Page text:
Nationwide rail strike would cripple economy, worsen air quality

Action is underway in Congress to avert a rail-workers strike and keep America’s trains on track.

The underlying issues between labor and management whom, as it had been reported, had failed to reach complete agreement, appear to be over paid time off for sick leave as well as worker pay. Absent a binding agreement the trains will sit idle. That such a situation were to come to pass, the fallout from such could be both economically and environmentally consequential.

Let’s, for a moment, consider the implications of that. How many trucks, buses, ferry boats, automobiles and airplanes would be needed to get the goods and people ordinarily moving on trains to their intended destinations? Broadly speaking, an inordinate number, I would say. Understanding this, it’s easy to see the role these trains play and what they mean in terms of their contribution to this country’s economic health and well-being.

But, it goes beyond that. A sudden influx of additional traffic to the roadways, airways and shipping lanes, could overwhelm these supply lines, if you will. Not only would we be looking at serious gridlock in certain circumstances, but there would be a rise in the level of air pollution coupled to that. As a result, air quality would suffer.

And, how bad would it be?

Before I get to this, I just want to reflect on the air quality situation – what it was – during the height of the pandemic and how pollution levels fell from the marked reductions in driving and other air-polluting activities happening worldwide.

In “Teledistanced broadcast journalism: Coming through loud and clear and air friendlily,” I offered: “The significant scale-down in non-essential travel activity reaching its lowest level has resulted in world emissions of oxides of nitrogen falling by 17 percent and greenhouse gas emissions retreating by 21 percent, that speaks volumes! And, from this, skies cleared in myriad locations affording those who took the time to notice pristine and panoramic views, providing direct evidence of what had transpired when good, clean, healthy air prevailed over that which was not.”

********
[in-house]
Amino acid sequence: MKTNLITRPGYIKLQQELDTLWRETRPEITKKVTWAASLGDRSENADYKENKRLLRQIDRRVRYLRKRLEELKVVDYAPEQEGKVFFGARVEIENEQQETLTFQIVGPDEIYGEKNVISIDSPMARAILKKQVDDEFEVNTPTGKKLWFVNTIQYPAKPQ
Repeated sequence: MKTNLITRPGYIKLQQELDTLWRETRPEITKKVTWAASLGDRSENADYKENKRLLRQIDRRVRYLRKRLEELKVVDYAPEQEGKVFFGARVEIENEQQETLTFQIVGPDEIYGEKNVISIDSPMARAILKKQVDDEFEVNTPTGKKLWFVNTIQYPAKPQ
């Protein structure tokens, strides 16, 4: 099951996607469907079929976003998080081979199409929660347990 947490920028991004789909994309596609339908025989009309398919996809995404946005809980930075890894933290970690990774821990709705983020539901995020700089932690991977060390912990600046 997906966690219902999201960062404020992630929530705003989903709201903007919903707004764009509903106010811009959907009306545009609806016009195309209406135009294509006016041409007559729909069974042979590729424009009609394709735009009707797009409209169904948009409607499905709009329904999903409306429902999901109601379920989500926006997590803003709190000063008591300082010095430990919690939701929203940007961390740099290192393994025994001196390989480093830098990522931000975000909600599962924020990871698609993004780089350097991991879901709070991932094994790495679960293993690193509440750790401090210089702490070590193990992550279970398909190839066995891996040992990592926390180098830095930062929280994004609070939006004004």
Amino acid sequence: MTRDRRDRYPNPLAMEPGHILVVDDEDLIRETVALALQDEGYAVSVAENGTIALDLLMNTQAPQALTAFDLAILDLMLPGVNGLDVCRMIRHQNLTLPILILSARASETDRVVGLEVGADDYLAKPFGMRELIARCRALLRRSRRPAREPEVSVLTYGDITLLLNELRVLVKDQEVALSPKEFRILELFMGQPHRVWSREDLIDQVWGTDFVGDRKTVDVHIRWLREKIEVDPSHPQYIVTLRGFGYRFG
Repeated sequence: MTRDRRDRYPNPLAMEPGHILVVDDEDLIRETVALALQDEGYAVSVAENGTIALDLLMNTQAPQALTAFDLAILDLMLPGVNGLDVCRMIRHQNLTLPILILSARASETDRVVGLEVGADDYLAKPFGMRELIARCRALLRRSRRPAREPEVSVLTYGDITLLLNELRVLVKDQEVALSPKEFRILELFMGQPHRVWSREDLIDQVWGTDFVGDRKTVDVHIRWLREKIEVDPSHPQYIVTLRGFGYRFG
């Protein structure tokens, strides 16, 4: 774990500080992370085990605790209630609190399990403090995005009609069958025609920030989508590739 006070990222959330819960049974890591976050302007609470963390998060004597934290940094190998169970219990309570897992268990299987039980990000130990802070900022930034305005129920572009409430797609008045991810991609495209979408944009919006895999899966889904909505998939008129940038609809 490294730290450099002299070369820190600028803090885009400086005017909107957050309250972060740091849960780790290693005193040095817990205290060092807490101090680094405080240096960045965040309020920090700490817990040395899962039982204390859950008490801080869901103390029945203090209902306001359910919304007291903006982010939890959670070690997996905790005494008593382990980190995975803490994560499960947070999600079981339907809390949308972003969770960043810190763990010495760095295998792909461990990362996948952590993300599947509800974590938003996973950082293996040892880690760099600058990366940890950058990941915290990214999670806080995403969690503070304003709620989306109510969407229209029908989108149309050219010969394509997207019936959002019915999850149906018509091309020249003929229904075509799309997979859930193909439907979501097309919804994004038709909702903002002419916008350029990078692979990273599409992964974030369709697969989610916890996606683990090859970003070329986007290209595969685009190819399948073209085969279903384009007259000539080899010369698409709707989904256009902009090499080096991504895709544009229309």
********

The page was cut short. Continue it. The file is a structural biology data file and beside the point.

That was then.

Today, air pollution has once again returned to pre-COVID levels.

Okay, so back on point. If a one-day rail shutdown were to occur – however unrealistic that is, there would be:

• thousands fewer long-haul freight runs made

• domestic economic losses in the billions

• hundreds of thousands of additional long-haul truck moves needing to be made

• tens of millions of diesel-fuel gallons consumed (from those truck moves), and

• hundreds of thousands of tons of carbon dioxide released into the air (as a result).

In an Association of American Railroads Mar. 1, 2021 “Railroads Stake Out Positions on Addressing Climate Change” press release, the AAR wrote: “Today, railroads account for roughly 40% of U.S. long-distance freight volume (measured by ton-miles) – more than any other mode of transportation. At the same time, railroads account for just 2.1% of transportation-related emissions according to Environmental Protection Agency (EPA) data. If 10% of the freight shipped today by the largest trucks were moved by rail instead, GHG emissions would fall more than 17 million tons annually or the equivalent of removing 3.35 million cars from the road.”

The impact would be felt far and wide.

On the passenger side of the ledger, moreover, the chief provider of service here in the U.S. is the National Railroad Passenger Corporation, better known as Amtrak, before the pandemic hit, was meeting the travel needs of some 30+ million people each year.

Amtrak in 2013 moved 31.6 million people, roughly 32 million passengers. That’s a per-day average of 86,575. If affected by a national rail strike and forced to find alternative transportation arrangements via bus, car, ferry and plane, thus adding to the numbers in the existing mix, this would effectively put considerably more traffic in the skies, on the ground and on the water. The bulk, no doubt, would travel in cars and buses, leaving fewer numbers taking to the skies with fewer still ferry-boating it – perhaps a 60, 30, 8 and 2 percent, respective, split. And this doesn’t include the people riding commuter trains sharing freight railroad infrastructure, compounding the matter further if a railroad employee work-stoppage were to occur. Some commuter railroad operations, meanwhile, carry more than one million riders each weekday alone.

For those riders traveling electric-powered trains, by switching to other modes, unless these are likewise powered by clean electricity, air quality will be affected, and not in a good way.

All of which proves trains are both valuable and indispensable assets to the inner workings of America’s extensive, essential and, well, complex, transportation network.

– Alan Kandel

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This post was last updated on Dec. 2, 2022 at 11:19 a.m. Pacific Standard Time.